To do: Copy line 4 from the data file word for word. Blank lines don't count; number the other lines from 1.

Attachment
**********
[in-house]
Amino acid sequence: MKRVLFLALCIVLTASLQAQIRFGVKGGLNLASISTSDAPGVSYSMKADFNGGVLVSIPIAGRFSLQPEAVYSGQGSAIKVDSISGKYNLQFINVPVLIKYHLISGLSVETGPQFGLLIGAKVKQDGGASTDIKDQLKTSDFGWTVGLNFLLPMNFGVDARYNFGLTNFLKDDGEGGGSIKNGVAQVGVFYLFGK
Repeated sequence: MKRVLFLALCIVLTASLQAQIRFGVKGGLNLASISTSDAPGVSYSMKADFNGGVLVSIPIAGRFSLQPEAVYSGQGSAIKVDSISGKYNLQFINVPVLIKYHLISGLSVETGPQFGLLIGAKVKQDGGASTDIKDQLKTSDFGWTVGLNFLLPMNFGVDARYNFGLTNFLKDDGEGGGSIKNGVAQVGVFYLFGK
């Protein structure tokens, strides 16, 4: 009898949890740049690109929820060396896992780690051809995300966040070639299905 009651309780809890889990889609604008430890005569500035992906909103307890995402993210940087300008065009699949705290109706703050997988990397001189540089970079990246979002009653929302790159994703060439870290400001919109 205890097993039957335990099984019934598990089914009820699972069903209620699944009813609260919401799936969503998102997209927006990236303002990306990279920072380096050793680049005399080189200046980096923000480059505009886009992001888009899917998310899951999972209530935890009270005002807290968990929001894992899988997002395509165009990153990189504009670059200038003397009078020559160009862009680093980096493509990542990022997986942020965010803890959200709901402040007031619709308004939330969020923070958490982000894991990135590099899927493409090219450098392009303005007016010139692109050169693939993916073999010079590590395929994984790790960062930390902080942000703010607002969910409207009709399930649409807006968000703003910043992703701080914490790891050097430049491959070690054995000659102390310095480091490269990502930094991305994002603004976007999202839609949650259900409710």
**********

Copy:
């Protein structure tokens, strides 16, 4: 009898949890740049690109929820060396896992780690051809995300966040070639299905 009651309780809890889990889609604008430890005569500035992906909103307890995402993210940087300008065009699949705290109706703050997988990397001189540089970079990246979002009653929302790159994703060439870290400001919109 205890097993039957335990099984019934598990089914009820699972069903209620699944009813609260919401799936969503998102997209927006990236303002990306990279920072380096050793680049005399080189200046980096923000480059505009886009992001888009899917998310899951999972209530935890009270005002807290968990929001894992899988997002395509165009990153990189504009670059200038003397009078020559160009862009680093980096493509990542990022997986942020965010803890959200709901402040007031619709308004939330969020923070958490982000894991990135590099899927493409090219450098392009303005007016010139692109050169693939993916073999010079590590395929994984790790960062930390902080942000703010607002969910409207009709399930649409807006968000703003910043992703701080914490790891050097430049491959070690054995000659102390310095480091490269990502930094991305994002603004976007999202839609949650259900409710």